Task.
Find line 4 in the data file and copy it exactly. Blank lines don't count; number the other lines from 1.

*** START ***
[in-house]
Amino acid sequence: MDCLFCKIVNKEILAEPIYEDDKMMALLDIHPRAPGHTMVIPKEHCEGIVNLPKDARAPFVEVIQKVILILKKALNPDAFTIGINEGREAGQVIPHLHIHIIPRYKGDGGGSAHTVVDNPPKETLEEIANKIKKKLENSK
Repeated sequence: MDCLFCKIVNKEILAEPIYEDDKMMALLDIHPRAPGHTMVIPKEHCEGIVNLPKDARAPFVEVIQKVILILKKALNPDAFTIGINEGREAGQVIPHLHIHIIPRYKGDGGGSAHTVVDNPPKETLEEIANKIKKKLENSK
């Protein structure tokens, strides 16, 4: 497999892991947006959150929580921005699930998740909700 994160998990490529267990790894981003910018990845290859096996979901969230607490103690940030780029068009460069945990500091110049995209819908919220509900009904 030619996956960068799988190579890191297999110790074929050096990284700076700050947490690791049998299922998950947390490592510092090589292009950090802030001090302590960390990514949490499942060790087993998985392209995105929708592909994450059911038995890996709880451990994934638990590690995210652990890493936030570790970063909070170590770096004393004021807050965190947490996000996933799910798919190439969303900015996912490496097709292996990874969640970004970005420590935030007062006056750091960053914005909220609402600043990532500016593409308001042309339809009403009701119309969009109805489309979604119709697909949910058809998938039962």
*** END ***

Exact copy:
């Protein structure tokens, strides 16, 4: 497999892991947006959150929580921005699930998740909700 994160998990490529267990790894981003910018990845290859096996979901969230607490103690940030780029068009460069945990500091110049995209819908919220509900009904 030619996956960068799988190579890191297999110790074929050096990284700076700050947490690791049998299922998950947390490592510092090589292009950090802030001090302590960390990514949490499942060790087993998985392209995105929708592909994450059911038995890996709880451990994934638990590690995210652990890493936030570790970063909070170590770096004393004021807050965190947490996000996933799910798919190439969303900015996912490496097709292996990874969640970004970005420590935030007062006056750091960053914005909220609402600043990532500016593409308001042309339809009403009701119309969009109805489309979604119709697909949910058809998938039962």